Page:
And fifth, it is wonderful example of commitment and sacrifice under sometimes difficult circumstances, and it gives credibility to priests when they ask their people to make great sacrifices for God.
As for deaconesses in the early Church (cf. St. Paul’s reference to one named Phoebe in Romans 16:1), these women were not ordained. They assisted the clergy in charitable works and in their sacramental ministry when appropriate, for example, in the Baptism of female catechumens. This is confirmed in canon 19 of the Council of Nicaea in 325, which said that “we have made mention of deaconesses, who have been enrolled in this position, although, not having been in any way ordained, they are certainly to be numbered among the laity.”
Some 50 years later, Epiphanius wrote in his Panacea Against All Heresies:
“It is true that in the Church there is an order of deaconesses, but not for being a priestess nor for any kind of work of administration, but for the sake of the dignity of the female sex, either at the time of Baptism or of examining the sick or suffering, so that the naked body of a female may not be seen by men administering sacred rites, but by the deaconess.”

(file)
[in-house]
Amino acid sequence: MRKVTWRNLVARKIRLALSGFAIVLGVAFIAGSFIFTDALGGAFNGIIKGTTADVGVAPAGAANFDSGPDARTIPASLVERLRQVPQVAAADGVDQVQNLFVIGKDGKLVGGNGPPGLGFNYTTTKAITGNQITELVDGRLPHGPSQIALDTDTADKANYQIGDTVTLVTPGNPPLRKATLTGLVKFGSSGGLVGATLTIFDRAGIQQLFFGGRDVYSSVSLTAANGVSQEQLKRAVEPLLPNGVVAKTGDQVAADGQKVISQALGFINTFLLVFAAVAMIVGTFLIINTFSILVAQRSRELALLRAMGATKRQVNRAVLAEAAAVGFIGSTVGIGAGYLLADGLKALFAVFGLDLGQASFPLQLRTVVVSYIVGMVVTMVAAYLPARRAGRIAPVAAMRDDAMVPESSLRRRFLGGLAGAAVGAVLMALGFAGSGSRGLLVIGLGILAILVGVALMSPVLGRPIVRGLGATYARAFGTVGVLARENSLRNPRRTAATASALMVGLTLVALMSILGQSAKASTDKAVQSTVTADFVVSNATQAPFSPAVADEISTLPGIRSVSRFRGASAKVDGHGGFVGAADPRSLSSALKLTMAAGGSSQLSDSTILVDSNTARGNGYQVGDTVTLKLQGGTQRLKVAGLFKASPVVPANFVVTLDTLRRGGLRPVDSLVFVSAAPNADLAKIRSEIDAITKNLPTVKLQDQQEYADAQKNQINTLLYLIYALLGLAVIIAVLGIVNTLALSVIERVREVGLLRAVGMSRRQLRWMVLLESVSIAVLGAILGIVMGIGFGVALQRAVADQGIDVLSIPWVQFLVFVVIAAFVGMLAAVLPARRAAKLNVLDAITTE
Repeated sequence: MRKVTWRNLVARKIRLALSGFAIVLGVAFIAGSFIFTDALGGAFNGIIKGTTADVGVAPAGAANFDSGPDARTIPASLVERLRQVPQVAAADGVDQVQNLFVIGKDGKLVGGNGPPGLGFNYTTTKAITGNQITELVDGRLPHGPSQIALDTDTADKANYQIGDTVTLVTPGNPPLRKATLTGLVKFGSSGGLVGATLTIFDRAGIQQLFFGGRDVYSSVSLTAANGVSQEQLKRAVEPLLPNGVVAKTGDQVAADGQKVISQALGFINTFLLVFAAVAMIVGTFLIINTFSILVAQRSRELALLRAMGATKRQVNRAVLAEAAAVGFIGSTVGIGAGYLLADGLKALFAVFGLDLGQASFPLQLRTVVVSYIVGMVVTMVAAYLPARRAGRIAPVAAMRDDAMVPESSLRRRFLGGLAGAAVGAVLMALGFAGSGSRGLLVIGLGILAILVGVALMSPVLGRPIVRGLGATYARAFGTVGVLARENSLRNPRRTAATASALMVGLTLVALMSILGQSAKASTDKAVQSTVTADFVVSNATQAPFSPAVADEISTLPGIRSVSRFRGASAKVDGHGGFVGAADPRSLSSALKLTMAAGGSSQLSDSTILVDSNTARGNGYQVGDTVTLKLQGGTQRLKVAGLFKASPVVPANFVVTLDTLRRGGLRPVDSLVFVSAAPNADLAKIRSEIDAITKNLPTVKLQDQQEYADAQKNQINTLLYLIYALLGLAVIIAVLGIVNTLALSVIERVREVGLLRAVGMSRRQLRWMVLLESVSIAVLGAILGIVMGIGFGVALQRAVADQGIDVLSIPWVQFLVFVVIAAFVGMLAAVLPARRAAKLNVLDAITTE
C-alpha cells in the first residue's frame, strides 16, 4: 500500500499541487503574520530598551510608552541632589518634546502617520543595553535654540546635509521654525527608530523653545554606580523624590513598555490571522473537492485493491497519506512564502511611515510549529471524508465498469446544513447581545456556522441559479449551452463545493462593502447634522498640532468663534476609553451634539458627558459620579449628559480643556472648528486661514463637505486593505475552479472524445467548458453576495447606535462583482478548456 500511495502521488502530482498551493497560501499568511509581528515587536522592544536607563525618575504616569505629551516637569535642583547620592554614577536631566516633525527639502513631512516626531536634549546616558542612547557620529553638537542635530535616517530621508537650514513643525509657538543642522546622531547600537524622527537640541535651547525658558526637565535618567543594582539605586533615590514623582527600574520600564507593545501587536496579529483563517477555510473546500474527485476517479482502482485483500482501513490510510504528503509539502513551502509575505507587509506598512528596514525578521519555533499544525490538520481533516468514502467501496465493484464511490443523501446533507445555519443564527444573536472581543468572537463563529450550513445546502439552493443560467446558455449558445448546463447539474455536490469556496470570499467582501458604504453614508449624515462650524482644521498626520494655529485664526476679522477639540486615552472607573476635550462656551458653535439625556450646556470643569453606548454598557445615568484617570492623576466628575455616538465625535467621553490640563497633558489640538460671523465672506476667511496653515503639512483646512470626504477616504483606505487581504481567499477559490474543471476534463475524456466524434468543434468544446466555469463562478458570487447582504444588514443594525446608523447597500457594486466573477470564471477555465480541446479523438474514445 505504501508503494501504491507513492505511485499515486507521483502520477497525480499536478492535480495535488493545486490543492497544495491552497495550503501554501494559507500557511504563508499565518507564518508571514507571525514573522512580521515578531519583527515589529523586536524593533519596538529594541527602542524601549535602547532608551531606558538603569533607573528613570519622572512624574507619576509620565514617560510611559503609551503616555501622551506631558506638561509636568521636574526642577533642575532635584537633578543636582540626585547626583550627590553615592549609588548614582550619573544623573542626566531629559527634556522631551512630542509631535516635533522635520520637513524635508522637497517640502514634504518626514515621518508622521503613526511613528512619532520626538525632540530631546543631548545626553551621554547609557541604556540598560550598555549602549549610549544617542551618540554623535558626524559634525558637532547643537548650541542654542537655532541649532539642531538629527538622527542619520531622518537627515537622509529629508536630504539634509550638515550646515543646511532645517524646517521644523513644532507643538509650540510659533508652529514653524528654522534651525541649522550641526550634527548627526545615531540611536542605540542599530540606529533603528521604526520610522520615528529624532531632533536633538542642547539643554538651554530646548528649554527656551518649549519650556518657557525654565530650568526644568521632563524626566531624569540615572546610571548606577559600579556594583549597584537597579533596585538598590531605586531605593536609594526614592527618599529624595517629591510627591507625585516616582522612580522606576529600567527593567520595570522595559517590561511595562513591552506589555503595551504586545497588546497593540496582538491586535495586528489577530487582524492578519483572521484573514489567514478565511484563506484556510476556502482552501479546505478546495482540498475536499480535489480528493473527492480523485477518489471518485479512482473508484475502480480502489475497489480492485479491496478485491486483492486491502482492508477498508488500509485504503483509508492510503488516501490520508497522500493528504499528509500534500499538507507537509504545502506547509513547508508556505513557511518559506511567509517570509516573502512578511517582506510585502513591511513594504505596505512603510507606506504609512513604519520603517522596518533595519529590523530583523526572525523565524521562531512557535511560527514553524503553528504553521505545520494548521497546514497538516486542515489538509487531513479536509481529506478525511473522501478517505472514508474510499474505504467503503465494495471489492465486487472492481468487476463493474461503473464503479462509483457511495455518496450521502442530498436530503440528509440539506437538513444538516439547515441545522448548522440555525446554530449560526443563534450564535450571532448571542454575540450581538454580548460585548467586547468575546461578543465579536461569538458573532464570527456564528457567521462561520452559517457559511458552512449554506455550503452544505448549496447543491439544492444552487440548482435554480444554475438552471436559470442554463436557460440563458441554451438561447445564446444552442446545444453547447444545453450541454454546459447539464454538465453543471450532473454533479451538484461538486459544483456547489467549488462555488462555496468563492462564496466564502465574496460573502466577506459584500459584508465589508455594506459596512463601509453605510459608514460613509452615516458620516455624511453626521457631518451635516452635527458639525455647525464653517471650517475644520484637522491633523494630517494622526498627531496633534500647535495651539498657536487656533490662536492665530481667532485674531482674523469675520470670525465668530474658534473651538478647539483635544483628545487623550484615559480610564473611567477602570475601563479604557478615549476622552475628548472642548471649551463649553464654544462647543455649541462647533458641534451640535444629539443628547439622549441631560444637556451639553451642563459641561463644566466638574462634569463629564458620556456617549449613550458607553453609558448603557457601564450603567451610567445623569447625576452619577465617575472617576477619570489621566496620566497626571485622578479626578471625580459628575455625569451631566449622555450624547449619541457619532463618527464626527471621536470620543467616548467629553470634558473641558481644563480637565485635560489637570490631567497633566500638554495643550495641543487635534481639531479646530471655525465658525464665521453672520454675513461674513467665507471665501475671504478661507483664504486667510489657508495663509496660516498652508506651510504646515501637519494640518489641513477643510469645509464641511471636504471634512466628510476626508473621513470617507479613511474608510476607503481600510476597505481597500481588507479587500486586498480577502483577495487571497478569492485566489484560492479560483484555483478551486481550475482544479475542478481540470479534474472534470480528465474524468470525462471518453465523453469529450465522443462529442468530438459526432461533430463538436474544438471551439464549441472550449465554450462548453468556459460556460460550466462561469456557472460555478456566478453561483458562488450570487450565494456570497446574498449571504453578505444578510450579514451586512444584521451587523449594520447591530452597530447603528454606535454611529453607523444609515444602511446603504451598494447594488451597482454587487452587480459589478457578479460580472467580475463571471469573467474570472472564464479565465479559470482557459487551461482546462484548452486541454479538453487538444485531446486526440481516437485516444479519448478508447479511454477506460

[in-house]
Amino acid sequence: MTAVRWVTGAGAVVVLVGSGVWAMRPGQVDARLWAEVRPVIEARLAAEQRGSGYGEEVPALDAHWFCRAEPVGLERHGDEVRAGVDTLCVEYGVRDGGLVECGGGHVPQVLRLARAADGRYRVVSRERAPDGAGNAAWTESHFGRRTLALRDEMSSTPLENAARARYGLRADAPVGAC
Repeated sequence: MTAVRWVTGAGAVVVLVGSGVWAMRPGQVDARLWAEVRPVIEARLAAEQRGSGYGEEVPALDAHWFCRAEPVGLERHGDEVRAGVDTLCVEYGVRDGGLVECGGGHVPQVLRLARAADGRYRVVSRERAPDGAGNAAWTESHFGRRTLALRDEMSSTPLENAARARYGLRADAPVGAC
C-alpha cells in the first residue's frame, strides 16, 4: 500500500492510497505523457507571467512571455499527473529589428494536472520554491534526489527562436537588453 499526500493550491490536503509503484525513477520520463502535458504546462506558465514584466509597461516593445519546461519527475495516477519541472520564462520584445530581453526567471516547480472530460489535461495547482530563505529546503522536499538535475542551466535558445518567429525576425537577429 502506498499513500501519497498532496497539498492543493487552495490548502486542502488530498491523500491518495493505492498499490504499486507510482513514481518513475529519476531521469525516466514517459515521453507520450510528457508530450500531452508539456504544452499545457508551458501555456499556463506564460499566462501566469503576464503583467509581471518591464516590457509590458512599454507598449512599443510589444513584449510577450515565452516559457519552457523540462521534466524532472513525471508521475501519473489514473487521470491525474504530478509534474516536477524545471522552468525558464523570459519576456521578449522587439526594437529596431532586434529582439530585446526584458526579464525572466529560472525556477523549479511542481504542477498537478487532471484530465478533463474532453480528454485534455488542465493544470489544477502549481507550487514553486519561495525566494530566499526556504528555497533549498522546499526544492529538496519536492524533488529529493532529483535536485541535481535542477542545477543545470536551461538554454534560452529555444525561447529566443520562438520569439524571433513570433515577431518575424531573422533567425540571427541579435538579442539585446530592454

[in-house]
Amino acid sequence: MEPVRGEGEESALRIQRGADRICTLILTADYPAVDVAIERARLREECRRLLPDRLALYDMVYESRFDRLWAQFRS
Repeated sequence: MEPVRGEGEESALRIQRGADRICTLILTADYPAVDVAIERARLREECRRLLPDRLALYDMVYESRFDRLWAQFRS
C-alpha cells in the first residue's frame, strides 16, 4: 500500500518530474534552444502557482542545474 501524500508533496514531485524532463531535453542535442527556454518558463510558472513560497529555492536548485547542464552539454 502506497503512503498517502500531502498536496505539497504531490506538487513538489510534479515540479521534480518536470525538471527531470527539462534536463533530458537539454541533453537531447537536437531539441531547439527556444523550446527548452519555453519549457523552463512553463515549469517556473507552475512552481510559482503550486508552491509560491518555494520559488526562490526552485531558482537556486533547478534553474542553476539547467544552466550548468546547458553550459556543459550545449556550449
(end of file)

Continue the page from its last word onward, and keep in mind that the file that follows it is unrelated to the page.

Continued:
There have been hints in recent years about ordaining women as deacons, but it’s not going to happen, even in these crazy days. Those promoting this would then lobby for women priests, which Pope St. John Paul ruled out forever in an infallible pronouncement in 1994.

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Within 5 year of gay "marriage" being legal, we have:

* Transgender kids
* Gay sex taught to pre school
* 150 genders
* Drag Q. story hour
* Decriminalization of knowingly transmitting AIDS
* Grown men in girl's bathroom.

This is NOT progress. Not born that way
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Interview With Cardinal Burke . . . Discriminating Mercy: Defending Christ And His Church With True Love

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Our Catholic Faith (Section B of print edition)

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Catholic Replies